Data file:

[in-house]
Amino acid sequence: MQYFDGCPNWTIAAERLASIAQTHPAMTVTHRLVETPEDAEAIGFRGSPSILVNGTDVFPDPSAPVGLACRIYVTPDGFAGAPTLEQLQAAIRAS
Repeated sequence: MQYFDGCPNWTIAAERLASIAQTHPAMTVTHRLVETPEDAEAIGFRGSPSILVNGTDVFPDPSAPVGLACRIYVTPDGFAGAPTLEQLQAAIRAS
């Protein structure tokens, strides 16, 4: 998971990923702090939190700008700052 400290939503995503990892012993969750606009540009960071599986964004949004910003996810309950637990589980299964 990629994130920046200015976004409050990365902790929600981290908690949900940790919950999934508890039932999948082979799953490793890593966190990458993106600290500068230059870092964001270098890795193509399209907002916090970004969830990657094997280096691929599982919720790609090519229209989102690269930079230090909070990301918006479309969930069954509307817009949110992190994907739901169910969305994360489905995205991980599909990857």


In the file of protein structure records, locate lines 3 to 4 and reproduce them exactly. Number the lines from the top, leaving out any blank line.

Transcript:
Repeated sequence: MQYFDGCPNWTIAAERLASIAQTHPAMTVTHRLVETPEDAEAIGFRGSPSILVNGTDVFPDPSAPVGLACRIYVTPDGFAGAPTLEQLQAAIRAS
């Protein structure tokens, strides 16, 4: 998971990923702090939190700008700052 400290939503995503990892012993969750606009540009960071599986964004949004910003996810309950637990589980299964 990629994130920046200015976004409050990365902790929600981290908690949900940790919950999934508890039932999948082979799953490793890593966190990458993106600290500068230059870092964001270098890795193509399209907002916090970004969830990657094997280096691929599982919720790609090519229209989102690269930079230090909070990301918006479309969930069954509307817009949110992190994907739901169910969305994360489905995205991980599909990857």